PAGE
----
In June 1956, the director of the IMF, Edward Bernstein, published a report proposing how to reform Brazil’s foreign currency policy: either maintain a fixed exchange rate but devalue and unify the exchange rates (except for imports), or adopt a floating exchange rate, with unique rates for imports and exports, respectively, in addition to surcharges for imports.

Based on the Bernstein Report, Roberto Campos drafted a SUMOC instruction that envisioned adopting a floating exchange rate and unifying the exchange rates. The exception to this would be the exchange rate for coffee exports, which would be progressively devalued until it reached the level of the unified rate. Although José Maria Whitaker advocated for the immediate abolition of ‘exchange rate confiscation’ (confisco cambial), Roberto Campos convinced him to support a gradual abolition, over two years, to avoid disturbances in the coffee sector. In addition, the income of coffee growers in Brazilian currency (the cruzeiro) would be backed by the government, because the pace of devaluations would be proportional to any potential drops in the price of coffee.

Roberto Campos’ project reflected a critical view of import substitution industrialization — a model adopted in Latin America that hindered imports through artificially overvalued exchange rates. For the superintendent of the BNDE, this policy negatively affected the balance of payments. Not surprisingly, the project was enthusiastically approved by the IMF.

However, the staff of the Finance Ministry and the economic elites opposed such a sweeping reform in a provisional administration that was nearing its end. Because of this, Café Filho decided to send the foreign currency reform project to the assessment of the Congress. In practice, this represented the abandonment of any hope of implementing the project.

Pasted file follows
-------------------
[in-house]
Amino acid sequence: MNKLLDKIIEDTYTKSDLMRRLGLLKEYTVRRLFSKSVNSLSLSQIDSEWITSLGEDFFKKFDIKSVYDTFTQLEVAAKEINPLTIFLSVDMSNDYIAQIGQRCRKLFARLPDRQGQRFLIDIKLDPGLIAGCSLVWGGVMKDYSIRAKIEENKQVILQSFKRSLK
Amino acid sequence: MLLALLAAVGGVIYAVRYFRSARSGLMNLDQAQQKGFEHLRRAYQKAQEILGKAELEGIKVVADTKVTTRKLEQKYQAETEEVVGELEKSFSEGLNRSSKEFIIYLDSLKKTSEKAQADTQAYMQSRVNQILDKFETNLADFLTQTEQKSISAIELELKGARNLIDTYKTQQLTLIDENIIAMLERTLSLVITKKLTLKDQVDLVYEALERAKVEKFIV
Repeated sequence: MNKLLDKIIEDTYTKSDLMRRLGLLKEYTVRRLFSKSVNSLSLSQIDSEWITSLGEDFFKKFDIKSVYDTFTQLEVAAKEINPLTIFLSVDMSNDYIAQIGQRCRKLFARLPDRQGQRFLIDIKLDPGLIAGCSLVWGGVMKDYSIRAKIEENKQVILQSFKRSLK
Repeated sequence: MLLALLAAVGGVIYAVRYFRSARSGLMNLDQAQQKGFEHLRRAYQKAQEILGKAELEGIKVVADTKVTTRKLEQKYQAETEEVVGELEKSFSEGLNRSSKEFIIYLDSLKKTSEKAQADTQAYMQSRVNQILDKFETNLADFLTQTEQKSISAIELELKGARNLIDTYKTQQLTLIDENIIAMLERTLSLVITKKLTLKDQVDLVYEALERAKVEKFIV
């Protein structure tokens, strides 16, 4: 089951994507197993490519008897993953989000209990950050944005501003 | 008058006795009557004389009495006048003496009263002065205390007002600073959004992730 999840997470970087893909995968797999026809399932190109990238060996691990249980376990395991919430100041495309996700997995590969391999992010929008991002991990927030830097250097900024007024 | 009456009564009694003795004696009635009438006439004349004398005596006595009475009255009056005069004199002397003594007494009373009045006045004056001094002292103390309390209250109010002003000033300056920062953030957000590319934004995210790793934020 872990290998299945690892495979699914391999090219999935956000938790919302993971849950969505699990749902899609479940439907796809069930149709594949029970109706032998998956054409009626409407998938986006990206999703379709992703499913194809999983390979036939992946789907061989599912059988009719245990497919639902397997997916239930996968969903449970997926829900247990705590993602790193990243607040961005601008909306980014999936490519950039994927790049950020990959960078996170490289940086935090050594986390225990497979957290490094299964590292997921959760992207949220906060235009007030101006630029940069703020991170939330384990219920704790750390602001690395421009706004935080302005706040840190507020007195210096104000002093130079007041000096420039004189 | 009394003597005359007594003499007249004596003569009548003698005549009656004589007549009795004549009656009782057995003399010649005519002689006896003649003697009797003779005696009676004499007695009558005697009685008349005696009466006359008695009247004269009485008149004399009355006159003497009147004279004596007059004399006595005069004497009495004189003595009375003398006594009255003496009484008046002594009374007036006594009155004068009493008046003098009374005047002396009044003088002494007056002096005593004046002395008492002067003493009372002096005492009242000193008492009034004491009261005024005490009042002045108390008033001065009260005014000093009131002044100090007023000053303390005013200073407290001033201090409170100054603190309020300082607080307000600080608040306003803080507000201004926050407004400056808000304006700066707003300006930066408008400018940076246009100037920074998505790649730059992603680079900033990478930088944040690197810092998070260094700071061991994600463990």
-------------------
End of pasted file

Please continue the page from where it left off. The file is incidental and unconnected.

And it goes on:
As he was unable to unify the exchange rate, Whitaker resigned from the Finance Ministry and was replaced by Mário Câmara. In the last three months of the Café Filho administration, the new minister adopted monetary contraction, through the increase of rediscount rates, but this had little effect.


For a significant part of historians, the Café Filho administration is considered merely an interim period (interregnum) between presidents who reflected the preferences of the Brazilian people at that time: Getúlio Vargas and Juscelino Kubitschek (JK), both interested in stimulating national development. Café Filho began governing with a contractionist economic policy, conducted by Eugênio Gudin, but was soon forced to change course due to pressure from coffee growers. The new minister, José Maria Whitaker, sought to expand economic growth and unify exchange rates, but only succeeded in the first objective. In 1954 and 1955, Brazil’s GDP maintained high growth levels — 7.8% and 8.8%, respectively. From 1956 onwards, under the leadership of Juscelino Kubitschek, the country would experience even greater economic progress.